10.31.2010 0

Government Tax Collectors Threaten Ranching Legacy

  • On: 11/16/2010 10:01:22
  • In: Taxes
  • By Rebekah Rast

    Elizabeth Marshall Maybee would be the first to tell you that ranching is a lifestyle. Not a pastime, not a hobby for retirement, but a lifestyle.

    She is a ranch owner in Southern Humboldt in northern California. The Marshall Ranch has been in her family since the 1880s. Maybee has fond memories working the ranch as a young girl with her grandfather and grandmother.

    “My heart was in agriculture,” Maybee says. “That’s why I ended up being the one at the ranch close to my grandma. We both had a natural love for livestock and horses.”

    When her grandmother passed in 2005, the ranch was passed down to her. Shortly after, Maybee received a bill from the Internal Revenue Service (IRS) for $2,005,389.00. The amount she owed the government for the federal estate tax.

    Maybee works the ranch day and night. No profit is gained from the ranch any longer, as it all goes to pay the property taxes and liability insurance for the land. The ranch used to support the timber industry, but with the downturn in the real estate market in California, her ranch sits stocked full of trees, waiting for lumber to be needed again. She also has horses, cattle and other wildlife roaming the 3,000-acre ranch.

    You see, her grandmother passed and her land appraised during the height of the real estate boom in California and when all was steady with the American economy. It doesn’t matter that California’s property values have greatly decreased since then; she owes more than $2 million now, regardless.

    Her first installment including interest has been estimated by her and her CPA to run about $156,000.00. That is due Sept. 13, 2011, and every year thereafter until 2020. The IRS has already placed a lien on her home and other parts of the ranch.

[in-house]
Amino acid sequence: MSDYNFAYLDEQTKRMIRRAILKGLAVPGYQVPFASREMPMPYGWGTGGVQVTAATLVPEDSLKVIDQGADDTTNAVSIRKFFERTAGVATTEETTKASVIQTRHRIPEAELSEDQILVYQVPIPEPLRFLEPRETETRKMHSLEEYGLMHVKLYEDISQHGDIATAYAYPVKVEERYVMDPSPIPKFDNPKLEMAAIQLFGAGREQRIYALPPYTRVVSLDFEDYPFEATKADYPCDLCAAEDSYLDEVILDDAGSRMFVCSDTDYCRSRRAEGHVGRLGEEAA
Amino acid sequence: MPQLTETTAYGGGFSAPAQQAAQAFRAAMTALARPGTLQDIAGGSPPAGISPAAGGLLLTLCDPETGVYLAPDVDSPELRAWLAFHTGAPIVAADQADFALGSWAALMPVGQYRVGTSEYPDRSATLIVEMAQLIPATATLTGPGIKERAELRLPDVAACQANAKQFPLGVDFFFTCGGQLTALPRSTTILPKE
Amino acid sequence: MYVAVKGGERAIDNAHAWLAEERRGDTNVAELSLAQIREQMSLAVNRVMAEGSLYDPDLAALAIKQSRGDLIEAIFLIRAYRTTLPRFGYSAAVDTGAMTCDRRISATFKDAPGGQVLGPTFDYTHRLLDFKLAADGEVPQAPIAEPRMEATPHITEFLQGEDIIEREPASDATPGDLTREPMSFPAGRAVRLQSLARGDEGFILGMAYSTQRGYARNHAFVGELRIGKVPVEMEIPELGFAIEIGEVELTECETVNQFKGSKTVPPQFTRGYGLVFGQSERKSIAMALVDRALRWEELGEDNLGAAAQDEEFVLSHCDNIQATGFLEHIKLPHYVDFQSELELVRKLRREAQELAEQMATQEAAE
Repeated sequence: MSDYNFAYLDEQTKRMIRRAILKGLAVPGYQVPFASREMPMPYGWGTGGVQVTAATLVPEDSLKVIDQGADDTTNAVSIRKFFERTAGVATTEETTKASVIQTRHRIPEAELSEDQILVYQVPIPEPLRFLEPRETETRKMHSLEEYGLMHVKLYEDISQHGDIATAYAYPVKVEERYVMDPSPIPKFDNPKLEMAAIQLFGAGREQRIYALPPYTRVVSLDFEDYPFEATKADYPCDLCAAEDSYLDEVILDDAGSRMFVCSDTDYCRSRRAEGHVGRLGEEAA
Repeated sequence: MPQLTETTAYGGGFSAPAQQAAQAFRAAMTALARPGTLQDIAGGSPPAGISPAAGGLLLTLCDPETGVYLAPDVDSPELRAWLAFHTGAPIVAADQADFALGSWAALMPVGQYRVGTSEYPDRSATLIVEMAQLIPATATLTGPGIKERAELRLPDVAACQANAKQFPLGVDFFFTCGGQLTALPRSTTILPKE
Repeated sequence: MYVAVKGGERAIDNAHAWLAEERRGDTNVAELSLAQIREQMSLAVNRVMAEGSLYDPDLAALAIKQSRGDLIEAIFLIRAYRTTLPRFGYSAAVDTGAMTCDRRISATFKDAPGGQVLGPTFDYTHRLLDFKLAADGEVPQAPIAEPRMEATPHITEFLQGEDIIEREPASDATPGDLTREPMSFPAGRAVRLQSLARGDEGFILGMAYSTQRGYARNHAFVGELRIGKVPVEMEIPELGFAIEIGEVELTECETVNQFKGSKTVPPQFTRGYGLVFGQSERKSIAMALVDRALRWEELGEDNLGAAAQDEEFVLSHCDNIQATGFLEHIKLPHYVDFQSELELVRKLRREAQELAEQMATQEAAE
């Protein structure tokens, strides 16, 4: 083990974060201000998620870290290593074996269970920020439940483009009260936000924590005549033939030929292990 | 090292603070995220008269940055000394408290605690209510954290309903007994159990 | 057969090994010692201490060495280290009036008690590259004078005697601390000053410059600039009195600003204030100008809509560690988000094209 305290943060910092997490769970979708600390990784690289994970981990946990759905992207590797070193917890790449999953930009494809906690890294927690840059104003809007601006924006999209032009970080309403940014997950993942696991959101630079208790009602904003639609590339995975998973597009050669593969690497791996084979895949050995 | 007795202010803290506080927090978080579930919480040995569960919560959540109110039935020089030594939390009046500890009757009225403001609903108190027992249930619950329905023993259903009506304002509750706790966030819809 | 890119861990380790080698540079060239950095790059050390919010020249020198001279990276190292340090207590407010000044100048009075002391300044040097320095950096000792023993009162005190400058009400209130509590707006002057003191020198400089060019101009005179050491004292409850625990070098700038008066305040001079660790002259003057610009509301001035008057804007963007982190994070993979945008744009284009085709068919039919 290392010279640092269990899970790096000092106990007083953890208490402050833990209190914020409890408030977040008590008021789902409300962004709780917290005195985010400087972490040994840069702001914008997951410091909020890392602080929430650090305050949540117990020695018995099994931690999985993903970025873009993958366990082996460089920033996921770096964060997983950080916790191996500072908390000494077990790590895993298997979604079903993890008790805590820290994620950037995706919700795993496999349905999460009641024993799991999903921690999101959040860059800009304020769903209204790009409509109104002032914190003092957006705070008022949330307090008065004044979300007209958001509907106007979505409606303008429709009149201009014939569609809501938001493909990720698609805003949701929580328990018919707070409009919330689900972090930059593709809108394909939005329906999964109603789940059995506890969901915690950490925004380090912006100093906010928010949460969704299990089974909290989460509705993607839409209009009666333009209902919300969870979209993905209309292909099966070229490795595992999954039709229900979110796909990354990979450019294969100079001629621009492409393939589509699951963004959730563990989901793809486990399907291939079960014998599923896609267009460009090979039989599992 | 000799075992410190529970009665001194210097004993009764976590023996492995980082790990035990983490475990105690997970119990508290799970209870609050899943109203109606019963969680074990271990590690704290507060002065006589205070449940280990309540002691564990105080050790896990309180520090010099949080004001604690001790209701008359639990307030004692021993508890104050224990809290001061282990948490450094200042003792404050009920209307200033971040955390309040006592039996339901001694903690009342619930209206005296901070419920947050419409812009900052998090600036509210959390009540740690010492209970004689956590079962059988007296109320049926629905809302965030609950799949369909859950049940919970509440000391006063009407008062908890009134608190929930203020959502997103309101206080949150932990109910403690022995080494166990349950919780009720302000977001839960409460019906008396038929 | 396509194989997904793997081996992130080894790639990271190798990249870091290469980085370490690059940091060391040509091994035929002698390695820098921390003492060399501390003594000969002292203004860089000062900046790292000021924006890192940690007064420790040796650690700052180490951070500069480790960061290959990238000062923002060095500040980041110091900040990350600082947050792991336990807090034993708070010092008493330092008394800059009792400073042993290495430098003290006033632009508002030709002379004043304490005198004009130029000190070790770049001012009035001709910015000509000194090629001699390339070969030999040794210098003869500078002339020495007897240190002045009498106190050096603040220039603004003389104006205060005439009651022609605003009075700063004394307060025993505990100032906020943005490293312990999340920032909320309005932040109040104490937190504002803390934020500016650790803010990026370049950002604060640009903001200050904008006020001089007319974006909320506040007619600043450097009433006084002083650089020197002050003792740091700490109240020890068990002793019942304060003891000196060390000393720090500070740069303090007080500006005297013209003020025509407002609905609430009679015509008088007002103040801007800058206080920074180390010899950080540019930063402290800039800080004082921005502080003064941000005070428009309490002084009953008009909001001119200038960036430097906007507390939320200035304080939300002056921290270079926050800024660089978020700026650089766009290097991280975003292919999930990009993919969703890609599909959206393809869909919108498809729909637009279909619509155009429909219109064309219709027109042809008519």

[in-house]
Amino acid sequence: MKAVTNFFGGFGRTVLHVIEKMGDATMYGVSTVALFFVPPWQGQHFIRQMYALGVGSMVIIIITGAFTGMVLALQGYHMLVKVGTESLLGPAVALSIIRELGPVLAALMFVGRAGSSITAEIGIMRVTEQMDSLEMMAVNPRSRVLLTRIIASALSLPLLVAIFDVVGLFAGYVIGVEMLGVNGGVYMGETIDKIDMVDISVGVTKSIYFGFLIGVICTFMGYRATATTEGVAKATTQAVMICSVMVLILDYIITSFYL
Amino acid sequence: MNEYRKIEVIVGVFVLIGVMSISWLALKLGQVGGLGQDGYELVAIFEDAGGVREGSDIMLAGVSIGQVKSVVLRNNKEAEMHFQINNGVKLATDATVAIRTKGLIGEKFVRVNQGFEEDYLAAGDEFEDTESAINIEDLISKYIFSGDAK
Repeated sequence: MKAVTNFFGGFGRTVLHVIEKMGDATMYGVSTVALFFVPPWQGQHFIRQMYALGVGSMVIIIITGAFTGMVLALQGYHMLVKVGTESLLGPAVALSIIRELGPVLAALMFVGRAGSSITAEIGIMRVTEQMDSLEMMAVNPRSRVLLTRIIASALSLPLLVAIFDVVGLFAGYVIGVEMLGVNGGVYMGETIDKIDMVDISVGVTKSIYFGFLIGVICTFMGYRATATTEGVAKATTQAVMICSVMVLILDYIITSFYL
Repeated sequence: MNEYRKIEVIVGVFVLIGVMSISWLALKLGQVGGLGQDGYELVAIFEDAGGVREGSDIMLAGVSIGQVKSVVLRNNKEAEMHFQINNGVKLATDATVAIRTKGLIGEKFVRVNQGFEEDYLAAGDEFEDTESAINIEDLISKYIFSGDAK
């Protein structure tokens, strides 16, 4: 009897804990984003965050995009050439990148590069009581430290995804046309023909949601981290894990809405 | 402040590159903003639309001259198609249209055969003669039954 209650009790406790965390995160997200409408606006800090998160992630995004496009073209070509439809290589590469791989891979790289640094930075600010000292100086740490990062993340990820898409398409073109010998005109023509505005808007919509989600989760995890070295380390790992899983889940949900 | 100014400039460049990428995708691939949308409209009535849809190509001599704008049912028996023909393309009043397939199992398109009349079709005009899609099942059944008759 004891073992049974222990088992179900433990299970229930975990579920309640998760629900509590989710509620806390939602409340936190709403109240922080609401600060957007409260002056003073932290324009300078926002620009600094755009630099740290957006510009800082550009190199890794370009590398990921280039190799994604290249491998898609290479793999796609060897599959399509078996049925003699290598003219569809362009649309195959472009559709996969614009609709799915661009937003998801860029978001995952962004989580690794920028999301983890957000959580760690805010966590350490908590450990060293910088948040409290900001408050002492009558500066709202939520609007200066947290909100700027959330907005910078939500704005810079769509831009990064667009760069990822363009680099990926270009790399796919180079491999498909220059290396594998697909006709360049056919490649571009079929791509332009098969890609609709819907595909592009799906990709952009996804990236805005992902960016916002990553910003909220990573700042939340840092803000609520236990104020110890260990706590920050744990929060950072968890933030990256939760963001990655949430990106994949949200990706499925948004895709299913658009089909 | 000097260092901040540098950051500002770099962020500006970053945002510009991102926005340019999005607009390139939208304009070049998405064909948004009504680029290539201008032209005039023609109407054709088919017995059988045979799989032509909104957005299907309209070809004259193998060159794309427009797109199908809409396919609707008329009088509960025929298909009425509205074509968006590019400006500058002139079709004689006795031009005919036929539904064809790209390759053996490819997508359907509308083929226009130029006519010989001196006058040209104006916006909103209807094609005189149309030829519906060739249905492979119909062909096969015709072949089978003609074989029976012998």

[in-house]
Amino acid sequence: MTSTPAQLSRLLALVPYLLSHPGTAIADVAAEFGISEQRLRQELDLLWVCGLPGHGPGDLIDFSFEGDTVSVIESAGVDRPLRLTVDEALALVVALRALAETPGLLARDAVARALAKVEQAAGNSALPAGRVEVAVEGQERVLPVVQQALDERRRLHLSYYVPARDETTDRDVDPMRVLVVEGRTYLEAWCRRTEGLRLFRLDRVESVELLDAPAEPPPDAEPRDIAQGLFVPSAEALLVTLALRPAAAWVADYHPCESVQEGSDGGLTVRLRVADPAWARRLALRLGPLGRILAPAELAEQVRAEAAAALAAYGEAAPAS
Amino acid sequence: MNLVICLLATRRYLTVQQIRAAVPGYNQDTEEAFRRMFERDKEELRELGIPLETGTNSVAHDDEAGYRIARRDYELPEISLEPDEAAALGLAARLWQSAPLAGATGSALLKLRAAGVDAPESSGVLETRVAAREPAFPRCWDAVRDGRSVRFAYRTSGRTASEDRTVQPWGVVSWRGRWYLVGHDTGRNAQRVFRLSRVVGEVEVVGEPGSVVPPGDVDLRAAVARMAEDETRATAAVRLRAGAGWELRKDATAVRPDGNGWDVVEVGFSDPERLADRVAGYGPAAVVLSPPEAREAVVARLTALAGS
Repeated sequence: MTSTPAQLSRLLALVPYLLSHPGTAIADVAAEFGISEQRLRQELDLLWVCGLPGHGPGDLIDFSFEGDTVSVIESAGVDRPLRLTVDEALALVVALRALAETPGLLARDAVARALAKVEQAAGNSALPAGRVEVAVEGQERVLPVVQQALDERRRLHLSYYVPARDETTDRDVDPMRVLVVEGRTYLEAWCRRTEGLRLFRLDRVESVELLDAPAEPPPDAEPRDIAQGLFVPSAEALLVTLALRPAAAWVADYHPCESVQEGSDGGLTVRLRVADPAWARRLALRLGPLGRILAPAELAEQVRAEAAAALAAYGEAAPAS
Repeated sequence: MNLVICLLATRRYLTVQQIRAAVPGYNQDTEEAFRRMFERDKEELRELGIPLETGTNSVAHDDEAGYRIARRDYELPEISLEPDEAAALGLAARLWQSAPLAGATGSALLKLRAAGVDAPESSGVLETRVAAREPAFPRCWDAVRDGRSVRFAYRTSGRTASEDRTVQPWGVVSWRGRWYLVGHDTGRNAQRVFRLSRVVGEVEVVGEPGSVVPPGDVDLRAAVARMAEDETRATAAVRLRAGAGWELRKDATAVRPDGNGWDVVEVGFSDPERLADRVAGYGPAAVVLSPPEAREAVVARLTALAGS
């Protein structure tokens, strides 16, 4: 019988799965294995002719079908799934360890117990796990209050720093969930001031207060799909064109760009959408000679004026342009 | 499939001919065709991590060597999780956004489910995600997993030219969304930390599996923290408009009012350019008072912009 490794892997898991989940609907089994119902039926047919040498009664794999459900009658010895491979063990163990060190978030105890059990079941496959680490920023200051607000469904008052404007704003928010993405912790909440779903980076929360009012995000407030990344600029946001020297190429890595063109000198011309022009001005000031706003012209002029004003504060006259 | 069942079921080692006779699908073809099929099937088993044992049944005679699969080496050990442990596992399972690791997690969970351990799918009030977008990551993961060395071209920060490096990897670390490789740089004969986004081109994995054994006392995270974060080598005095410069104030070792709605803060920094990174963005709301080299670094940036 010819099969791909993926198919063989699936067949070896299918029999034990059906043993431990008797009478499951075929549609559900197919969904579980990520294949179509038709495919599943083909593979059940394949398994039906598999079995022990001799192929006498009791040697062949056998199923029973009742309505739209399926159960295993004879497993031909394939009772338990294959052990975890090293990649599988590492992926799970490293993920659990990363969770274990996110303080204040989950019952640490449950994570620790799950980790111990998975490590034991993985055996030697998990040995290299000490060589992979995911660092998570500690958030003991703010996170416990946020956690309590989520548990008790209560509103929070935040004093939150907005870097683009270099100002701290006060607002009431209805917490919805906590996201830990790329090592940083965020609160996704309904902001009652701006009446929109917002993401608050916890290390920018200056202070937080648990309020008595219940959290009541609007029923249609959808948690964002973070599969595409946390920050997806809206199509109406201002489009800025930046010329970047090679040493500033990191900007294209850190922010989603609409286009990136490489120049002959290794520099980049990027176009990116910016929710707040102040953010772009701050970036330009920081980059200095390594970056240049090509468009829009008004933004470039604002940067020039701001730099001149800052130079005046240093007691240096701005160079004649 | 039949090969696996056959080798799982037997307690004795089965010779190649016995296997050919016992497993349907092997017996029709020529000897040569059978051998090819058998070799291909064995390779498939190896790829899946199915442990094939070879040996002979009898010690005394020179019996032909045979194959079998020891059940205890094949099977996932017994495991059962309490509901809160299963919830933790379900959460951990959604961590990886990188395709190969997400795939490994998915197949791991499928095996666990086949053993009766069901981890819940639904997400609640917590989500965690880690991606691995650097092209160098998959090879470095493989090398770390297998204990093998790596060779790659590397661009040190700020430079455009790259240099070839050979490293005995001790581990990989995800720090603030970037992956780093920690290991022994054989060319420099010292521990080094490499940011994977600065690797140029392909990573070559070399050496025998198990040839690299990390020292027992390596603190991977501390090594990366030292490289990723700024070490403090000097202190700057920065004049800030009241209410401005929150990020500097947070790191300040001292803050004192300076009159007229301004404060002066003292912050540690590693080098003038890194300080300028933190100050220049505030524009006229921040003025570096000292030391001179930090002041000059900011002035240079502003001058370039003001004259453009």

For a ranch that doesn’t make much of any income, that money will be nearly impossible to come by.

    Maybee knows this, and is now faced with the realization that she is going to have to sell parts, if not all of her land in order to pay this tax. This is land that has been in her family for generations. This land was her gift from her grandparents to keep the American Dream alive for her and her family. But all that is gone now. All she is focused on is how to come up with $2 million and hopefully salvage at least part of the land for her daughter who also lives on the ranch.

    * * *

    The estate tax is thought of as a tax on the very wealthy. But for those whose wealth is in their land, agriculture or cattle, the estate tax often leads to the selling of the ranch or farm, even if that land is simply being passed down and not changing hands.

    “This really affects farmers and ranchers most because most their value is in their land,” says Paul Wenger, president of the California Farm Bureau. “They don’t have big savings or portfolios. Fifty percent of a farmer’s income has to come from agriculture.”

    Therefore, this tax doesn’t hurt the big corporate farms or ranches. It hurts the family-owned farms and ranches whose food feeds a community and is sold at local farmers’ markets. It hurts the owners who live on the land they care so much about and are great stewards of it by protecting habitats, preserving wildlife and teaching the next generation to do the same.

    “A lot of protected species live on the land,” Wenger says. “This land is better taken care of in the hands of the farmers.”

    Farmers and ranchers didn’t have to deal with an estate tax in 2010. But if nothing is done by Congress during the lame-duck session, the estate tax will be reinstated to 55 percent with a $1 million exemption starting Jan. 1, 2011, its highest level in 10 years.

    “The estate tax is nothing but a form of double taxation that kills family-owned farms and ranches,” says Bill Wilson, president of Americans for Limited Government (ALG). “This tax needs to be eliminated so farms and ranches can stay in the family and be passed down.”